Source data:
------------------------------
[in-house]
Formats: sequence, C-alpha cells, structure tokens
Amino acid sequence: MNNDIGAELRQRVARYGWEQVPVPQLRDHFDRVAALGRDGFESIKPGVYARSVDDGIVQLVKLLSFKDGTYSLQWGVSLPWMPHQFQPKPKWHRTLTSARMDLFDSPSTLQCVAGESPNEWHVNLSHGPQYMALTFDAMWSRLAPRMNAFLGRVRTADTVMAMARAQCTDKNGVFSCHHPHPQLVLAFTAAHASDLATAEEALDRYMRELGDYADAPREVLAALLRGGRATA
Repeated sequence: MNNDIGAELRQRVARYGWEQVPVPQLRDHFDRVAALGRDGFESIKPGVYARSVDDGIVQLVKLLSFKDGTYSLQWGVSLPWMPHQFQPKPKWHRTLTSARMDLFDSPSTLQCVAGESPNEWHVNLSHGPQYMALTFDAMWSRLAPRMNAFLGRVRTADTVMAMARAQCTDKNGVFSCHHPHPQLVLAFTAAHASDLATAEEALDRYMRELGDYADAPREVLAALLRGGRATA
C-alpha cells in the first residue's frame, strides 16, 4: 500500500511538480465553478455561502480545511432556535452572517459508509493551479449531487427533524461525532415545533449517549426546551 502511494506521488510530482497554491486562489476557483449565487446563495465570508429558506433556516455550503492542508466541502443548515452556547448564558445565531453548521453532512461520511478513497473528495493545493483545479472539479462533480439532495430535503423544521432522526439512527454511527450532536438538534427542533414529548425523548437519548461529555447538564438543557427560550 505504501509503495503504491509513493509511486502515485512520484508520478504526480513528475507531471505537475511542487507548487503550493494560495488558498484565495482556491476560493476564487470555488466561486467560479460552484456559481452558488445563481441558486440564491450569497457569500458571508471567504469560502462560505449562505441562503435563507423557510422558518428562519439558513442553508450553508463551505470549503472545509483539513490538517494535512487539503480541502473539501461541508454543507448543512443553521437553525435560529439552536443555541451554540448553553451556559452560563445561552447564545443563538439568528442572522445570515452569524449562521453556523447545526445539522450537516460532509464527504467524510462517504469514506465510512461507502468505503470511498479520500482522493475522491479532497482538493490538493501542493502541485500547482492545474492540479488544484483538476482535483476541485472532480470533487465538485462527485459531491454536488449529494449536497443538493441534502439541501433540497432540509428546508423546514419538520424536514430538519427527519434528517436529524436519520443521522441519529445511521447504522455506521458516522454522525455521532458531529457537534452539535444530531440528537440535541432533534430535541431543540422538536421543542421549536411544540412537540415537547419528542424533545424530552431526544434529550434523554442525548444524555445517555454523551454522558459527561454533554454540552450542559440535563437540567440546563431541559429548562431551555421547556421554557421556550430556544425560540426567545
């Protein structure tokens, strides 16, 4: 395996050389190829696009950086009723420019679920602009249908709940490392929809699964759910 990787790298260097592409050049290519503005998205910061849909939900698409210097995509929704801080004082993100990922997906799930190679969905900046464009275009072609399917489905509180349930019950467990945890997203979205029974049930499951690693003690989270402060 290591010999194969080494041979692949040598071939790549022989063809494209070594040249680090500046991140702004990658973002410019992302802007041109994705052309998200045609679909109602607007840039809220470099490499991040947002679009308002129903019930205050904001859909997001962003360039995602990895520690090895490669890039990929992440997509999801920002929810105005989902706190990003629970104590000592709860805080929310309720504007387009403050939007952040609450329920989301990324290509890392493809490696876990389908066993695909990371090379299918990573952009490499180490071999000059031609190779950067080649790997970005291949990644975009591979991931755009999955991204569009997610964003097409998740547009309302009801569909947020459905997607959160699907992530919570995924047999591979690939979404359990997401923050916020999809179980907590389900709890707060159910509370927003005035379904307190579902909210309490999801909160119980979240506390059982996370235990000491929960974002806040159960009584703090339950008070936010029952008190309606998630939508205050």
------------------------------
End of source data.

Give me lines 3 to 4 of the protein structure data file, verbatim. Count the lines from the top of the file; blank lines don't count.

Amino acid sequence: MNNDIGAELRQRVARYGWEQVPVPQLRDHFDRVAALGRDGFESIKPGVYARSVDDGIVQLVKLLSFKDGTYSLQWGVSLPWMPHQFQPKPKWHRTLTSARMDLFDSPSTLQCVAGESPNEWHVNLSHGPQYMALTFDAMWSRLAPRMNAFLGRVRTADTVMAMARAQCTDKNGVFSCHHPHPQLVLAFTAAHASDLATAEEALDRYMRELGDYADAPREVLAALLRGGRATA
Repeated sequence: MNNDIGAELRQRVARYGWEQVPVPQLRDHFDRVAALGRDGFESIKPGVYARSVDDGIVQLVKLLSFKDGTYSLQWGVSLPWMPHQFQPKPKWHRTLTSARMDLFDSPSTLQCVAGESPNEWHVNLSHGPQYMALTFDAMWSRLAPRMNAFLGRVRTADTVMAMARAQCTDKNGVFSCHHPHPQLVLAFTAAHASDLATAEEALDRYMRELGDYADAPREVLAALLRGGRATA